1. Article 101: Jurisdictional Aspects
2. Forms of Collusion between Undertakings
3. Restriction of Competition: Anti-competitive Object or Effect
4. Article 101(3): Exemptions through Pro-competitive Effects
Competitive markets are markets in which economic rivalry is to enhance efficiency. Market ‘forces’ determine the winners and losers of this rivalry, and competition will—ultimately—force inefficient losers out of the market.
Who, however, forces the winner(s) to act efficiently? By the end of the nineteenth century, this question was first raised in the United States. After a period of intense competition, ‘the winning firms were seeking instruments to assure themselves of an easier life’; and they started to use—among other things—the common law ‘trust’ to coordinate their behaviour within the market. To counter the anti-competitive effects of these trusts, the American legislator adopted the first competition law of the modern world: the Sherman Antitrust Act (1890). The Act attacked two cardinal sins within all competition law: anti-competitive agreements and monopolistic markets.
The US experience has significantly shaped the competition law of the European Union; yet the inclusion of a Treaty chapter on EU competition law was originally rooted not so much in competition concerns as such. It was, instead, the ‘general agreement that the elimination of tariff barriers would not achieve its objectives if private agreements of economically powerful firms were permitted to be used to manipulate the flow of trade’, EU competition law was thus—at first—primarily conceived as a complement to the internal market.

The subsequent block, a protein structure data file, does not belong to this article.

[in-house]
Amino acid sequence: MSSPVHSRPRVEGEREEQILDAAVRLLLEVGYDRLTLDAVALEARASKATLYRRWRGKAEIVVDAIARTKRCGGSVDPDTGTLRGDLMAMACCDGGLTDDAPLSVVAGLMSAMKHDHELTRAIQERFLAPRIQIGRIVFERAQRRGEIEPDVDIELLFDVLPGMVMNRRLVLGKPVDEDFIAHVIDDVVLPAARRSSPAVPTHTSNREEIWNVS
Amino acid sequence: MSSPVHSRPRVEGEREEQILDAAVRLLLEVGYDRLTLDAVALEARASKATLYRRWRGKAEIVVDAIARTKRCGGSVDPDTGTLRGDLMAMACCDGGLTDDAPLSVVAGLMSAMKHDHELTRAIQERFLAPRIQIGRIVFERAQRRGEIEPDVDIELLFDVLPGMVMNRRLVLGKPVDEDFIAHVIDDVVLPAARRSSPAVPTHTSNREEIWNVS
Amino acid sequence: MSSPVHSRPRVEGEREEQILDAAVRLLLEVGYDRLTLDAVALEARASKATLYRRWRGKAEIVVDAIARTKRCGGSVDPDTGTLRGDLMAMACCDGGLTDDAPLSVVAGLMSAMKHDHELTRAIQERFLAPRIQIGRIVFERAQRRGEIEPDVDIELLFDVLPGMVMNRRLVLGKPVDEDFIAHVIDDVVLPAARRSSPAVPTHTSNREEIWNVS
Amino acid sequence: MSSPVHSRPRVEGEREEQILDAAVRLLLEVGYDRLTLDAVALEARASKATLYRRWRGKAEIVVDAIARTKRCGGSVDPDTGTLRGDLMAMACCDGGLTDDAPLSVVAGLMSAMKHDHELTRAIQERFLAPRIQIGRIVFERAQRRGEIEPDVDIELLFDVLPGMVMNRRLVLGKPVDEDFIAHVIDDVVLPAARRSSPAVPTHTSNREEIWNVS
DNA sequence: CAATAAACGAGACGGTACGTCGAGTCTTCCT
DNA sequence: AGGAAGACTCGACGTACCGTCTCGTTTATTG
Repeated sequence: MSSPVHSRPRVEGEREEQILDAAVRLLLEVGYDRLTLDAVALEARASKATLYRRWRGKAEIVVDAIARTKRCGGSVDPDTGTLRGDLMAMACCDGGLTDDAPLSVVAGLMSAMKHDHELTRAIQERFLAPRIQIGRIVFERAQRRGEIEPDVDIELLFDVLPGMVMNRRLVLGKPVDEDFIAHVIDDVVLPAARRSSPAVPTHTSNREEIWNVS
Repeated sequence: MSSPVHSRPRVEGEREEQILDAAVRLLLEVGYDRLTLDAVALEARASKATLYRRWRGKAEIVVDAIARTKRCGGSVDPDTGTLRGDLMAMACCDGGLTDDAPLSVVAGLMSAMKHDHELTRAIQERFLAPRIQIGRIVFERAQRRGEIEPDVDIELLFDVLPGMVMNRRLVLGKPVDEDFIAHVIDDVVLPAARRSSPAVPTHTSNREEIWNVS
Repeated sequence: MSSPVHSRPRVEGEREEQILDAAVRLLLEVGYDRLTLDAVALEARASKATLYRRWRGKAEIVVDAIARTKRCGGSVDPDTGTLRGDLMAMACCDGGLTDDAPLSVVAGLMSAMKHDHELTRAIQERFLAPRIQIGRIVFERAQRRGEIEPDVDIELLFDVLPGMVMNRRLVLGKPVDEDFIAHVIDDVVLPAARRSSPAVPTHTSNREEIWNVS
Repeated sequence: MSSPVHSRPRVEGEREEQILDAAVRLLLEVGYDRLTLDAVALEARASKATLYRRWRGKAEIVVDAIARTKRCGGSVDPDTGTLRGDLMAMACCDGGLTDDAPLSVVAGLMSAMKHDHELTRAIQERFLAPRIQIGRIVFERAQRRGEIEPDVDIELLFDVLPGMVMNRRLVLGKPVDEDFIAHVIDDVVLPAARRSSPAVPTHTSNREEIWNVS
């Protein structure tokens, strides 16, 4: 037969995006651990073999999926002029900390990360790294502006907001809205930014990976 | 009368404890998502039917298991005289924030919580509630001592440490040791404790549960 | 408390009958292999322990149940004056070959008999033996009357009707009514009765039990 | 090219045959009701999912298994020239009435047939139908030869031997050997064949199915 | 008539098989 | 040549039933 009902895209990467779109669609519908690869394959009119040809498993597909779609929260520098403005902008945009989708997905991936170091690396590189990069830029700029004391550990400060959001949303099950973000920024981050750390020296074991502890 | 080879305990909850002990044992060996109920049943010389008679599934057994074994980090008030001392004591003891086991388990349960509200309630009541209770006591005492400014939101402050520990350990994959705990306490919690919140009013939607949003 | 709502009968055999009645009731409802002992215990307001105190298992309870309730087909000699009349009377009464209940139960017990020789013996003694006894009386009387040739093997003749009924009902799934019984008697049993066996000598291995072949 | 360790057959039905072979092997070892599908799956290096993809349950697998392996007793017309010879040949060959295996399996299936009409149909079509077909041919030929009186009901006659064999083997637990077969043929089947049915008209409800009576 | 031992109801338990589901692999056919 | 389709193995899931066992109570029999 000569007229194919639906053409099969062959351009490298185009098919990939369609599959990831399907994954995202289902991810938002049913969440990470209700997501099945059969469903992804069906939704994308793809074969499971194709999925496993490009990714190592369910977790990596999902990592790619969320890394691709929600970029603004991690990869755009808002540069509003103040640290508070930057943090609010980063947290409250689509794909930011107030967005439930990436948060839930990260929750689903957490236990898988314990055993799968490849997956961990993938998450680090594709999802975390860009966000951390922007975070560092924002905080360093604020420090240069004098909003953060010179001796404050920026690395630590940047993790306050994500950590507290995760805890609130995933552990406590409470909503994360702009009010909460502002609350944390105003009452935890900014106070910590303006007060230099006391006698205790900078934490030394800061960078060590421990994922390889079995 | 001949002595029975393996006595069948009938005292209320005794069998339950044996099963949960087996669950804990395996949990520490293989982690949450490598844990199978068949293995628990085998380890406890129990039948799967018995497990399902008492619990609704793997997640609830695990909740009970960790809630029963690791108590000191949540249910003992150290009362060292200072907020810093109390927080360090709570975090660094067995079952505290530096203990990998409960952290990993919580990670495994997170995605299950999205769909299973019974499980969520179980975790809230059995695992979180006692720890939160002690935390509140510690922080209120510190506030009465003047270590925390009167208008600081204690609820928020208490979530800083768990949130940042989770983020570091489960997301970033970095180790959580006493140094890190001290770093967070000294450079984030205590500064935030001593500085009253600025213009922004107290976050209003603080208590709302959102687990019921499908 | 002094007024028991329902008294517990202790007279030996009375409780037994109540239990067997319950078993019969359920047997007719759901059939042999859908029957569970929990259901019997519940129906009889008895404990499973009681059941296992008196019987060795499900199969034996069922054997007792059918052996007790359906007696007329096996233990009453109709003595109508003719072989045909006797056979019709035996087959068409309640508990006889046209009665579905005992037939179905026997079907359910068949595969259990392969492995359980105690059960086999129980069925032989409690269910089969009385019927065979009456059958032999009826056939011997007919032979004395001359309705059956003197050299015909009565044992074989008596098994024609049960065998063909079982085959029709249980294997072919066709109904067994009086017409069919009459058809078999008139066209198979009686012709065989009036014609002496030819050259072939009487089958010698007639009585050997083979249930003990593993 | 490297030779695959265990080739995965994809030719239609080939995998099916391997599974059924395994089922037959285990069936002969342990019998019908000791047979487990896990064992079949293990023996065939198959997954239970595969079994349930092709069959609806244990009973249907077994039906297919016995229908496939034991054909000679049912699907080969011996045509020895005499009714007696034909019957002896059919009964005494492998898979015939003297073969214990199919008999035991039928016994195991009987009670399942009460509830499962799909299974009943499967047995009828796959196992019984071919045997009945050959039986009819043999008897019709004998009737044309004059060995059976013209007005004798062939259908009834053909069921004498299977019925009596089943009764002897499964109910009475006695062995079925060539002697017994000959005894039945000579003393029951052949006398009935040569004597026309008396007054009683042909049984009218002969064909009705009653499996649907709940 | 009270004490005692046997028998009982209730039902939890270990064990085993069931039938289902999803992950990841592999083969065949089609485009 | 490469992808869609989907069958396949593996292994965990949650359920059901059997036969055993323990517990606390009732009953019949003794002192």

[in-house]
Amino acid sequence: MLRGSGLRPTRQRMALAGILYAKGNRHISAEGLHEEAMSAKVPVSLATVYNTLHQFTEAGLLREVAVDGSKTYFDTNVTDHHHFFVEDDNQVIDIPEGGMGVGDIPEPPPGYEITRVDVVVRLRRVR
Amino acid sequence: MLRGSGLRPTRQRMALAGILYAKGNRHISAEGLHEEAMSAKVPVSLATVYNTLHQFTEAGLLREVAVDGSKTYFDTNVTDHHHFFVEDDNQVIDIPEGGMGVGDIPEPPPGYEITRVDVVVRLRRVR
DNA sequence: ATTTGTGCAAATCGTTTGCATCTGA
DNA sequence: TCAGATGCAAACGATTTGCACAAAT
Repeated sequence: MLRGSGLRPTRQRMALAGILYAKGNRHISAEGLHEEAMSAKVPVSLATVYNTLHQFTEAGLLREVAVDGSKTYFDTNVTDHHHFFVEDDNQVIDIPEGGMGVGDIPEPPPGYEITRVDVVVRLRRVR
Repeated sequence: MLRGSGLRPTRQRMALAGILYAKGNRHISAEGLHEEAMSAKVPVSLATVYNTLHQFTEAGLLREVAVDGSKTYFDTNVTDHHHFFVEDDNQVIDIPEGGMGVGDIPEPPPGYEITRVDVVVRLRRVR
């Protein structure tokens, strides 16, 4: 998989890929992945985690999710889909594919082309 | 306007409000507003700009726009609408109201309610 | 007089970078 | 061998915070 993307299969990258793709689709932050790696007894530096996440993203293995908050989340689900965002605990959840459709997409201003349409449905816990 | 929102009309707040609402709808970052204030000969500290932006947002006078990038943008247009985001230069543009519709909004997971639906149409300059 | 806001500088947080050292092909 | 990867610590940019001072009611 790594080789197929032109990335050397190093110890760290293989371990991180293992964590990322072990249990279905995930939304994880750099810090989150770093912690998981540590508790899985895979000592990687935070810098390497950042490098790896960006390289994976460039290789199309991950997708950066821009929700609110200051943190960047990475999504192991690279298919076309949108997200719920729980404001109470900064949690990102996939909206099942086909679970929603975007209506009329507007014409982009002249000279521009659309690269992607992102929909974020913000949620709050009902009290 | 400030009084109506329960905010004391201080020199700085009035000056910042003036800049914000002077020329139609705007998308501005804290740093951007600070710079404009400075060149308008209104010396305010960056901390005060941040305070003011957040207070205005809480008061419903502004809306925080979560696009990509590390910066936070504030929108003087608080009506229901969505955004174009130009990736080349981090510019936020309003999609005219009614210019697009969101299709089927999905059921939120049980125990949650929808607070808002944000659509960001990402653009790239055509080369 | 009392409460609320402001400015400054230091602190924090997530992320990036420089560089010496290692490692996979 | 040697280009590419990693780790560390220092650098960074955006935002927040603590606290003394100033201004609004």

This also explains the position of the competition provisions within the EU Treaties. They are found in Chapter 1 of Title VII of the TFEU. The chapter is divided into two sections—one dealing with classic competition law, that is: ‘[r]ules applying to undertakings’; the other with public interferences in the internal market through ‘[a]ids granted by States’. Table 12.1 provides an overview of the various competition rules within the EU Treaties.
EU competition law is thereby built on four pillars. The first pillar deals with anti-competitive cartels and can be found in Article 101. The second pillar concerns situations where a dominant undertaking abuses its market power and is covered in Article 102. The third pillar is unfortunately invisible: when the Treaties were concluded, they did not mention the control of mergers. This constitutional gap has never been closed by subsequent Treaty amendments; yet it has received a legislative closing in the form of the European Union Merger Regulation (EUMR). The fourth pillar of EU competition law concerns ‘public’ interferences into free competition, and in particular State aids.
This final chapter on substantive EU law ‘introduces’ European competition law by exploring only the first pillar: Article 101. This article is in many respects emblematic for the ‘European approach to competition law. We start by considering the ‘jurisdictional’ aspects of the provision in Sections 1 and 2. The ‘substantive’ criteria within Article 101, and their relationship to each other, will then be discussed in Sections 3 and 4.
*All footnotes have been omitted for this excerpt.